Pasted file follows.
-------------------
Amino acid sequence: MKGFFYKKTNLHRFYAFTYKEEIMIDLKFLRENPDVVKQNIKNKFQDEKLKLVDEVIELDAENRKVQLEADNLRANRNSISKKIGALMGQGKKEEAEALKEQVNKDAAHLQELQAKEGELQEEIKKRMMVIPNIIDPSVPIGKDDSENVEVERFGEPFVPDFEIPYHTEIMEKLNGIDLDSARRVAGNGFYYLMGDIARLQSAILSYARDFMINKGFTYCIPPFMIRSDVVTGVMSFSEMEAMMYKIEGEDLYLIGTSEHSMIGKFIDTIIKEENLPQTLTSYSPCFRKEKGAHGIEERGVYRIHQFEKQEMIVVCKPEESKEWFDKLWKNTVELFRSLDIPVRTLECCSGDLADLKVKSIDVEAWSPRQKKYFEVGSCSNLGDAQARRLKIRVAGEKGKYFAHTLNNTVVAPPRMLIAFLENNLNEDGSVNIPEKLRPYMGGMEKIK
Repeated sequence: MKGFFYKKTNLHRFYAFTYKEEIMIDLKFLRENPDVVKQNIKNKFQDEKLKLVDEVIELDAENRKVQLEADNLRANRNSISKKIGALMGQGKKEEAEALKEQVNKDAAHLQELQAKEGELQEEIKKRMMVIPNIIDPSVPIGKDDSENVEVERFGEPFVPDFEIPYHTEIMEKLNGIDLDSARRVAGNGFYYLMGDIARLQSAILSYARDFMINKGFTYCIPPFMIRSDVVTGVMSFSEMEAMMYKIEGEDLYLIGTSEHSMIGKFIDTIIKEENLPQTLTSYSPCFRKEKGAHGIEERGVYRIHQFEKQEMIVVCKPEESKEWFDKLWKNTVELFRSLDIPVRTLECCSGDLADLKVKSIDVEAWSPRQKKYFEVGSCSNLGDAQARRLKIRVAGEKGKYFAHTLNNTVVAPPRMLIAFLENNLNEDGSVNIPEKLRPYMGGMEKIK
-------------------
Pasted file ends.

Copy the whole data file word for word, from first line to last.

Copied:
Amino acid sequence: MKGFFYKKTNLHRFYAFTYKEEIMIDLKFLRENPDVVKQNIKNKFQDEKLKLVDEVIELDAENRKVQLEADNLRANRNSISKKIGALMGQGKKEEAEALKEQVNKDAAHLQELQAKEGELQEEIKKRMMVIPNIIDPSVPIGKDDSENVEVERFGEPFVPDFEIPYHTEIMEKLNGIDLDSARRVAGNGFYYLMGDIARLQSAILSYARDFMINKGFTYCIPPFMIRSDVVTGVMSFSEMEAMMYKIEGEDLYLIGTSEHSMIGKFIDTIIKEENLPQTLTSYSPCFRKEKGAHGIEERGVYRIHQFEKQEMIVVCKPEESKEWFDKLWKNTVELFRSLDIPVRTLECCSGDLADLKVKSIDVEAWSPRQKKYFEVGSCSNLGDAQARRLKIRVAGEKGKYFAHTLNNTVVAPPRMLIAFLENNLNEDGSVNIPEKLRPYMGGMEKIK
Repeated sequence: MKGFFYKKTNLHRFYAFTYKEEIMIDLKFLRENPDVVKQNIKNKFQDEKLKLVDEVIELDAENRKVQLEADNLRANRNSISKKIGALMGQGKKEEAEALKEQVNKDAAHLQELQAKEGELQEEIKKRMMVIPNIIDPSVPIGKDDSENVEVERFGEPFVPDFEIPYHTEIMEKLNGIDLDSARRVAGNGFYYLMGDIARLQSAILSYARDFMINKGFTYCIPPFMIRSDVVTGVMSFSEMEAMMYKIEGEDLYLIGTSEHSMIGKFIDTIIKEENLPQTLTSYSPCFRKEKGAHGIEERGVYRIHQFEKQEMIVVCKPEESKEWFDKLWKNTVELFRSLDIPVRTLECCSGDLADLKVKSIDVEAWSPRQKKYFEVGSCSNLGDAQARRLKIRVAGEKGKYFAHTLNNTVVAPPRMLIAFLENNLNEDGSVNIPEKLRPYMGGMEKIK